A masked Occupy Wall St. demonstrator walks away as authorities deploy tear gas during an demonstration in response to an early morning police raid which displaced Occupy Oakland's tent city in Oakland, California October 25, 2011.
Credit: Stephen Lam

OAKLAND, Calif. — Anti-Wall Street demonstrators in Oakland broke into a city plaza on Wednesday that police had evicted them from a day earlier, but the mood remained largely calm.

The "Occupy Oakland" movement is one of the latest in a string of protests that have sprung up in cities worldwide. Protesters say they are angered by “corporate greed” and rampant unemployment, among other societal issues.

That message hits home in Oakland, a city plagued by poverty and a soaring murder rate. The East Bay city had the third-highest crime rate in the nation in 2010, according to CQ Press, which compiles yearly crime ratings based on FBI data.

But as movements gather steam across the nation, and in other countries, one of the key questions is how protesters will harness the populist anger they've stirred up as the Occupy movement continues.

Related: Occupy Oakland, police tear gas protesters (PHOTOS, VIDEO)

On Wednesday, the crowd of several thousand spent the better part of the evening holding a “general assembly” to discuss the movement’s next steps. The verdict: a citywide strike next week. 

It would be one of the first efforts to move the Occupy movement beyond encampments in city spaces.

Police had fired tear gas and bean bags to disperse crowds on Tuesday evening, leaving one Marine veteran, Scott Olsen, in critical condition.

In one of the tensest moments on Wednesday, a small group of agitated protesters seemed to play tug-of-war with the chain-link fence surrounding the trampled grass, as a larger group tried to keep the fence in place.

The barrier was erected after the pre-dawn raid Tuesday on a protest encampment that had settled in about two weeks prior. Ultimately, the persistent minority managed to bring down the fence, although it appeared few were interested in actually reoccupying that area.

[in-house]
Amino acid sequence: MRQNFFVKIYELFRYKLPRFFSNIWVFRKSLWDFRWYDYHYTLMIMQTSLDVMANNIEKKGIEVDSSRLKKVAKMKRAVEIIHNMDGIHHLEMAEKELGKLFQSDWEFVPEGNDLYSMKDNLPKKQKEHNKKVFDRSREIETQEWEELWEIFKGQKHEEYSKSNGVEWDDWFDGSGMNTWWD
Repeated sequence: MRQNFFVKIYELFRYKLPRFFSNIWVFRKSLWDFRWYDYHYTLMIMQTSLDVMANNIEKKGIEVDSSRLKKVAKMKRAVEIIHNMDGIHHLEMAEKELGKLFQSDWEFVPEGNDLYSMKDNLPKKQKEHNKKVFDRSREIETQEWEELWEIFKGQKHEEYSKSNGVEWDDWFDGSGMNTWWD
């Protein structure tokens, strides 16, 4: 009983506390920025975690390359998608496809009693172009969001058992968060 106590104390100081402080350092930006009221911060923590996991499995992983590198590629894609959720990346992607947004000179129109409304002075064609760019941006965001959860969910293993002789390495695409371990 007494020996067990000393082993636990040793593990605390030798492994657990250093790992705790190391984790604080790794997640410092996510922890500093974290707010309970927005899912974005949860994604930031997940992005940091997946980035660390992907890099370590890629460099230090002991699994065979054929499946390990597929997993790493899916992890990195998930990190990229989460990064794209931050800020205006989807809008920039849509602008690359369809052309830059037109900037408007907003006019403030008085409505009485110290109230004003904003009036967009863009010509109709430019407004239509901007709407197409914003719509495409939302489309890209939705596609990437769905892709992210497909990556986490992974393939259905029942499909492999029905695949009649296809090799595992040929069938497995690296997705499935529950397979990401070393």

Minutes after the fence came down, sections of chain-link were stacked in neat piles. A young girl bounced up and down on one like a trampoline.

Later, some protesters scuffled with transit police as they closed a subway entrance near the downtown plaza shortly after 10 p.m.

Protesters were streaming into the underground station to travel across the bay to a similar protest in San Francisco. As the crowd flooded in, following several young men wheeling a sound system blaring Rihanna songs, police lowered the metal gate at the subway entrance, witnesses said. Some protesters were left inside and others shut out.

Davi Barker, 30 and Faeza Moghul, 30, who were both inside the station at the time, said protesters angrily began calling transit police “pigs.”

As the group retreated back up the stairs, Barker and Moghul said, police detained two men who had been trying to force the metal gates open. “We were all leaving,” Moghul said. “As soon as we turned around (to go), they grabbed them.”

Related: Protester crackdowns are spreading

BART police on the scene would not comment on whether any arrests were made.

The protesters marched, seemingly aimlessly, through the streets after being locked out of the subway stations. At one point, they paused outside the local jail to chant "Free them all!" — a reference to the roughly 100 arrested during Tuesday's raid.

Protesters frequently called on each other to remain peaceful and tried to discourage a raucous minority from antagonizing police.

When a small group peeled off from the main march to approach several layers of riot police, others yelled at them to rejoin the group. “Don’t do anything!” called out Cynthia Johnson, a 66-year-old woman in a pink knit hat and bright blue jacket.

“It isn’t in the spirit of the 99.9 percent,” she explained.

Earlier in the evening, another tense moment occurred when Dan Siegel, a legal adviser to Oakland Mayor Jean Quan, was greeted by an angry crowd demanding an explanation for the level of force exercised by police on Tuesday.

Oakland Police acknowledged firing tear gas canisters and beanbag rounds to disperse the crowd, but have denied reports they used flash grenades or rubber bullets.

One man lifted his shirt to reveal a grapefruit-sized bruise he said he received as he helped carry wounded Marine veteran Scott Olsen to safety during Tuesday’s clashes. A hospital spokesman confirmed Wednesday that Olsen had been admitted and was in critical condition.

Siegal said that he sympathized with the protesters and had advised the mayor not to authorize a raid on the camp. "Sometimes she listens to me, sometimes she doesn't," he said, adding that he had been tear-gassed himself as he joined protesters Tuesday night.

Across the bay, large crowds at Occupy San Francisco prepared for a police raid after midnight by trading tear-gas tips and lining up into rows. In a somewhat surreal scene, local politicians in business suits mingled with 20-something men with bandanas covering their faces.

Police have warned the San Francisco occupiers, who have constructed a makeshift tent city in a major city plaza, to leave the site. But as of 2 a.m. Thursday, the camp was still going strong, with few police in sight.

Oakland protesters say they will reconvene Thursday at 6 p.m. 

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